Tourism: Experts predict a good season

ESCANABA – Experts are predicting tourism this summer will be better than previous years as tourists travel to the the Upper Peninsula to enjoy new local events and attractions.

“I think we’re going to have a great summer. We’ve had three or four years of increases and that’s a good indication of where we’re going,” said Tom Nemacheck, executive director of the Upper Peninsula Travel and Recreation Association.

According to Nemacheck, more than 80 percent of U.P. tourism happens during the summer and fall months. For the last two years, tourist spending during these seasons has been up by between 5 and 7 percent.

“I think we could be up 5 or 6 percent this year if the weather holds up,” said Nemacheck.

Even though not all areas of the U.P. are affected by weather in the same ways, tourism in the U.P. as a whole is very weather dependent – even off shore.

“If we can get some really great weather and get some fishermen into our championship waters that will help,” said Steve Masters, director of the Bays de Noc Convention and Visitors Bureau.

The AYA Fishing Tournament, B.A.S.S. State Championship, Masters Walleye Circuit World Championship, and other fishing tournaments held in Delta County are events that bring in large crowds.

However, the fishing tournaments are not the only events expected to draw in tourists this summer.

“We’re looking forward to the benefits of the Esky150 celebration,” said Masters, referencing Escanaba’s 10-day sesquicentennial celebration set to kick off July 5.

While Masters believes that the celebration will bring a boost in tourism to the area and that many of these visitors will stay in area hotels and motels, he is not concerned about a lack of hotel vacancies.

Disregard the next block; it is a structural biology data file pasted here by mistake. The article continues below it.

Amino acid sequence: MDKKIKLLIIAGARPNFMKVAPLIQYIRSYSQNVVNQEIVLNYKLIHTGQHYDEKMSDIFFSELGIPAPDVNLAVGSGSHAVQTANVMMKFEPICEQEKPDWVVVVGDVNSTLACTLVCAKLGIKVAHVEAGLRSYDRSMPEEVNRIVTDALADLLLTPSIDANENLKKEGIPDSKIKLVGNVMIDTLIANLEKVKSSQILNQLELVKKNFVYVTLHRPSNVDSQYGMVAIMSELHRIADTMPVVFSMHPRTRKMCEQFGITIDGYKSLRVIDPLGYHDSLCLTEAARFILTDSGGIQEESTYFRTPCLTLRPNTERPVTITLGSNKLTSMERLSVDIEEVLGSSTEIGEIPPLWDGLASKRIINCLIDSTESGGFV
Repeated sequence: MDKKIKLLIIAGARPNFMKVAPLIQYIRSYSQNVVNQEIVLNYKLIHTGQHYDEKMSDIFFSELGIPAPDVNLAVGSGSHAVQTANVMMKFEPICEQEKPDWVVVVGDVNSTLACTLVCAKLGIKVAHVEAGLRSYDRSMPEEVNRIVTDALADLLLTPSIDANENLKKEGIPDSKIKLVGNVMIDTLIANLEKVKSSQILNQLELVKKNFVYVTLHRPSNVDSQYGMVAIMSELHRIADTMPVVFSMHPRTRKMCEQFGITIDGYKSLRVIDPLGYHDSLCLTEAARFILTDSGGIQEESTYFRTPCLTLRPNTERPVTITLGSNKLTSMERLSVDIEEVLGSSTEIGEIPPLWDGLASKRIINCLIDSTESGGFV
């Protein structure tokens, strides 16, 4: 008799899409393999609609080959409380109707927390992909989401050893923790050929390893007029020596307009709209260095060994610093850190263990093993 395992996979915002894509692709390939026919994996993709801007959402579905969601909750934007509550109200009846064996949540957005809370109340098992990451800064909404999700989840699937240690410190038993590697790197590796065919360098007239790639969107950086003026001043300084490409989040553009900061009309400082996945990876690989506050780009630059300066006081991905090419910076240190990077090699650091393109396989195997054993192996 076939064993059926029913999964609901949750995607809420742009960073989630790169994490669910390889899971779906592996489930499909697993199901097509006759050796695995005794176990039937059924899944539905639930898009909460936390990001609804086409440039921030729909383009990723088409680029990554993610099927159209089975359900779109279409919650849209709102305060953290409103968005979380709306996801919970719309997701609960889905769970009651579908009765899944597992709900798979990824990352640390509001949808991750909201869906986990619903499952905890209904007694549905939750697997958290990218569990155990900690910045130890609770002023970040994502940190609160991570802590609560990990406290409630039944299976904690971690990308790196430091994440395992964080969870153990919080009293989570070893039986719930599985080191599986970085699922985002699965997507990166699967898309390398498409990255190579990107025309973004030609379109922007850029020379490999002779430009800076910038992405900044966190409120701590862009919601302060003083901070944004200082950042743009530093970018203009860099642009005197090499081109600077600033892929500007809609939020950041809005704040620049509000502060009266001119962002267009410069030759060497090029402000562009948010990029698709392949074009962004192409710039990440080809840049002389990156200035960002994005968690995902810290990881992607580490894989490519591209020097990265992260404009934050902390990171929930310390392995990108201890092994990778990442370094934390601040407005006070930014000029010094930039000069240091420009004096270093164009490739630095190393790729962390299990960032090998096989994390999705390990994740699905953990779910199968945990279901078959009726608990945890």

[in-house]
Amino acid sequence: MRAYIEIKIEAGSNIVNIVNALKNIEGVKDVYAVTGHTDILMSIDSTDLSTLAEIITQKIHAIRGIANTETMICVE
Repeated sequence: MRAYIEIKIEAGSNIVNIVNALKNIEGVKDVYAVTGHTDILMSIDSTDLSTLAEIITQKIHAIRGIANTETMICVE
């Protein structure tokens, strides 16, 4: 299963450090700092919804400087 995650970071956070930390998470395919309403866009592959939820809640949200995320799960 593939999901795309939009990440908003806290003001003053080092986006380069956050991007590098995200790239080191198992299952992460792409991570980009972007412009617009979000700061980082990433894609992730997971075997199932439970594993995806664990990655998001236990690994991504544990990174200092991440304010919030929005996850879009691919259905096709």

“I think we’re going to have plenty of room for people,” he said.

Though not technically part of the Esky150 celebration, Masters predicts that the Heritage Half Marathon taking place during the celebration will draw in tourists, and will tap into a strong community of local runners.

“We’re hoping that the people who organized it will keep it going because we believe there’s room to expand,” he said.

Many of the other events which draw in large crowds to the area have long track records of success, such as the U.P. Trappers Convention, the Upper Peninsula State Fair, and the Logging Congress and Equipment Expo.

“Events really help to put heads in the beds,” said Masters, alluding to filling hotel rooms with visitors. Promoting overnight stays is an important part of tourism, because visitors who stay in hotels are more likely to spend money at local establishments, like restaurants.

While many people may believe that tourists need to travel, Masters noted local residents also can enjoy what their area has to offer.

“If they’re residents it’s not bad to take a day to be a tourist in your own hometown and visit some of the places you haven’t been in awhile or have never been,” he said.

For those looking to get way and see other parts of the U.P., there is no shortage of events, according to Nemacheck.

“It’s amazing how many things are going on all summer long,” he said, adding the Upper Peninsula Travel and Recreation Association website,, maintains an extensive list of events throughout the U.P.

“The communities that have events do better than the general tourism picture,” said Nemacheck.

Despite the sudden boost in tourism provided from events, attractions can be an effective way to bring in tourists as well.

“With the opening of new disc golf courses, we anticipate that will help bring people into the area,” said Masters, noting the courses being installed at Ludington Park and at Pioneer Trail Park.

Once tourists comes to the area, Masters believes their experience will be unlike anything they’ve experienced in other locations.

“It’s a great area. It’s safe, it’s beautiful, we have great products, and you can’t replicate the Delta County experience anywhere else in the United States,” said Masters.